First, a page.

I witnessed the “better the devil you know” dynamic first-hand while serving in the former Soviet republics. Russians weren’t necessarily liked by the locals but remained a known commodity. As my local counterparts used to tell me, there was a certain degree of comfort in being able to predict how Russians might act, versus Americans, who few had even met and for whom they had been indoctrinated to suspect.
The FSB was all that the Ukrainian security services, especially the SBU, had ever known. But the FSB was also Russia’s lead agency for intelligence collection and covert activities against Ukraine, as well as the other former Soviet republics following the empire’s collapse. And that in itself is rather revealing about Russian President Vladimir Putin’s perspective. It was Putin’s decision to assign those responsibilities to the FSB, an internal security organization primarily focused on counterintelligence and subversion, rather than Russia’s Foreign Intelligence Service, known as the SVR. Putin, after all, still views the former Soviet republics as very much part of Russia.
And it was the FSB’s Fifth Service, also known as the Foreign Intelligence Branch, that was the everyday face to the SBU and other Ukrainian agencies. The Fifth Service’s official liaison duties provided it the means and access to prosecute its espionage and covert influence functions. FSB personnel leveraged their officially sanctioned work to spot and recruit agents and collaborators across the circles within which they operated.
The Fifth Service was long directed by Colonel-General Sergei Beseda, who was reportedly in Kyiv during the February 2014 protests. Russian insiders contend that in addition to keeping Putin apprised of developments, Beseda was there to urge former Ukrainian President Viktor Yanukovych to crush the Maidan uprising. Beseda, along with his deputy Anatoly Bolyuk, was reportedly removed from his position and placed under house arrest — or worse, according to some accounts — for failing to accurately forecast the realities of Ukraine’s resistance.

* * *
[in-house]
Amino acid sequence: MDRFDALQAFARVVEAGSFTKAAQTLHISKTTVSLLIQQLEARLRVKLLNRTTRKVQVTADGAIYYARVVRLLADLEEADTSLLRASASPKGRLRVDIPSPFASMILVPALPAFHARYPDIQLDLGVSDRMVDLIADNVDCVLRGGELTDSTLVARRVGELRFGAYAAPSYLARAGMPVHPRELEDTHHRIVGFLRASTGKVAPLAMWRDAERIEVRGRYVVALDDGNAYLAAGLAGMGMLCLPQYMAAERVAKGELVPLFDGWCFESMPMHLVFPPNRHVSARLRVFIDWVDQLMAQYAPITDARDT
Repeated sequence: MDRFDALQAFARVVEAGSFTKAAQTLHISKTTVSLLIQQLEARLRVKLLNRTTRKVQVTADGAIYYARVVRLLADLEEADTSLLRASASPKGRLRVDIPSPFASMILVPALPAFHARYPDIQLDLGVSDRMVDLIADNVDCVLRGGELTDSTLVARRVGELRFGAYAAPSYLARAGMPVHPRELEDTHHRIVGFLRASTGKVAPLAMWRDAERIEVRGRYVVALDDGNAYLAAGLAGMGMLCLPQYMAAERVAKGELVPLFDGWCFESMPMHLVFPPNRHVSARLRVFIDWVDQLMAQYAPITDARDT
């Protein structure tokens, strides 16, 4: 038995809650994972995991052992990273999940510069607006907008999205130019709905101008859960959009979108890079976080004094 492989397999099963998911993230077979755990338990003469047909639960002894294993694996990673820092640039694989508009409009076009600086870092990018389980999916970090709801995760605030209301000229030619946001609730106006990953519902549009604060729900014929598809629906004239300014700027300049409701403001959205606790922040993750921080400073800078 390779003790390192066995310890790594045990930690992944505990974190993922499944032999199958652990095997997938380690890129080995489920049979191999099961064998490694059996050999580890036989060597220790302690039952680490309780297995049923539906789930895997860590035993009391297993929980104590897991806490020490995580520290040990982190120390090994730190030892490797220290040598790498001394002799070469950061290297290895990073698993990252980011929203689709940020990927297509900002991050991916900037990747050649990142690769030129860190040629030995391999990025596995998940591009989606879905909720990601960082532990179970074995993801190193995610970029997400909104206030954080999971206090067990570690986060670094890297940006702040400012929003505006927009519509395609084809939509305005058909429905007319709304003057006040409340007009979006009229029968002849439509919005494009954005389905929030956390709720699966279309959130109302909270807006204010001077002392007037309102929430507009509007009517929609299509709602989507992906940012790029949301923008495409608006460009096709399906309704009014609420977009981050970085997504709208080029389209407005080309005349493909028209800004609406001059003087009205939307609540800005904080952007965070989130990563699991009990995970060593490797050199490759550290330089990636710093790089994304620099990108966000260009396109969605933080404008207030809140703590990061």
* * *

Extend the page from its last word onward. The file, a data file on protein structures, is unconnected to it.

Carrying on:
More recent reports suggest that Beseda since has been seen in public, but that Putin reassigned the FSB’s responsibilities in Ukraine to Russia’s military intelligence service, the GRU. While there was most likely a purge of those within the FSB who Putin held responsible for Russia’s early failures (as well as the rest of Russia’s military, intelligence and security services), just because Moscow claims to have cleaned house and reassigned the FSB’s duties to the GRU, I remain skeptical.
The GRU did not acquit itself well in the conflict, having, like the FSB, similarly miscalculated Ukrainian resolve and Russian military effectiveness. But perhaps more importantly, as a career Soviet-era KGB officer and the FSB’s first director, Putin’s innate mistrust and contempt for the Russian military likely would not move him to increase his reliance on it. Putin’s attitude is the product of KGB conditioning to view the Russian military as a target on which to spy and not to be trusted, and that would lead him to look down on its spy service.